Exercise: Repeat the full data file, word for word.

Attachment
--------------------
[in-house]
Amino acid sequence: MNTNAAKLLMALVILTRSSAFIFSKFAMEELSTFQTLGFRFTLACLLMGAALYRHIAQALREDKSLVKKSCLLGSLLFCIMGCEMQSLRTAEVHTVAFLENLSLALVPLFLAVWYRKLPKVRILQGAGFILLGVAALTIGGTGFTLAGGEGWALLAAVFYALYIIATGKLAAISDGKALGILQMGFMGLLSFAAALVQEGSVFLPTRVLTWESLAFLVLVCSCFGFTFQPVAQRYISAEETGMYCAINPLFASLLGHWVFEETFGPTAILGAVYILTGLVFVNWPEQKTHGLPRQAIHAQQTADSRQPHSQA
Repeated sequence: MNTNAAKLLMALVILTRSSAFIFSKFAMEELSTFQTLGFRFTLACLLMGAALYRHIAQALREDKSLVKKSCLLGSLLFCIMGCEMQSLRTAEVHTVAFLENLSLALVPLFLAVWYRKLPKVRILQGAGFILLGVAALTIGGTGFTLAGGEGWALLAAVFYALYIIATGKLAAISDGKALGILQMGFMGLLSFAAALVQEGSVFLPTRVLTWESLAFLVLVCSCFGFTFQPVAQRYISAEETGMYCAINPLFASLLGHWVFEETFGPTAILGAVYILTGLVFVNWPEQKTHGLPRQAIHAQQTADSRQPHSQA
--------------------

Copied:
[in-house]
Amino acid sequence: MNTNAAKLLMALVILTRSSAFIFSKFAMEELSTFQTLGFRFTLACLLMGAALYRHIAQALREDKSLVKKSCLLGSLLFCIMGCEMQSLRTAEVHTVAFLENLSLALVPLFLAVWYRKLPKVRILQGAGFILLGVAALTIGGTGFTLAGGEGWALLAAVFYALYIIATGKLAAISDGKALGILQMGFMGLLSFAAALVQEGSVFLPTRVLTWESLAFLVLVCSCFGFTFQPVAQRYISAEETGMYCAINPLFASLLGHWVFEETFGPTAILGAVYILTGLVFVNWPEQKTHGLPRQAIHAQQTADSRQPHSQA
Repeated sequence: MNTNAAKLLMALVILTRSSAFIFSKFAMEELSTFQTLGFRFTLACLLMGAALYRHIAQALREDKSLVKKSCLLGSLLFCIMGCEMQSLRTAEVHTVAFLENLSLALVPLFLAVWYRKLPKVRILQGAGFILLGVAALTIGGTGFTLAGGEGWALLAAVFYALYIIATGKLAAISDGKALGILQMGFMGLLSFAAALVQEGSVFLPTRVLTWESLAFLVLVCSCFGFTFQPVAQRYISAEETGMYCAINPLFASLLGHWVFEETFGPTAILGAVYILTGLVFVNWPEQKTHGLPRQAIHAQQTADSRQPHSQA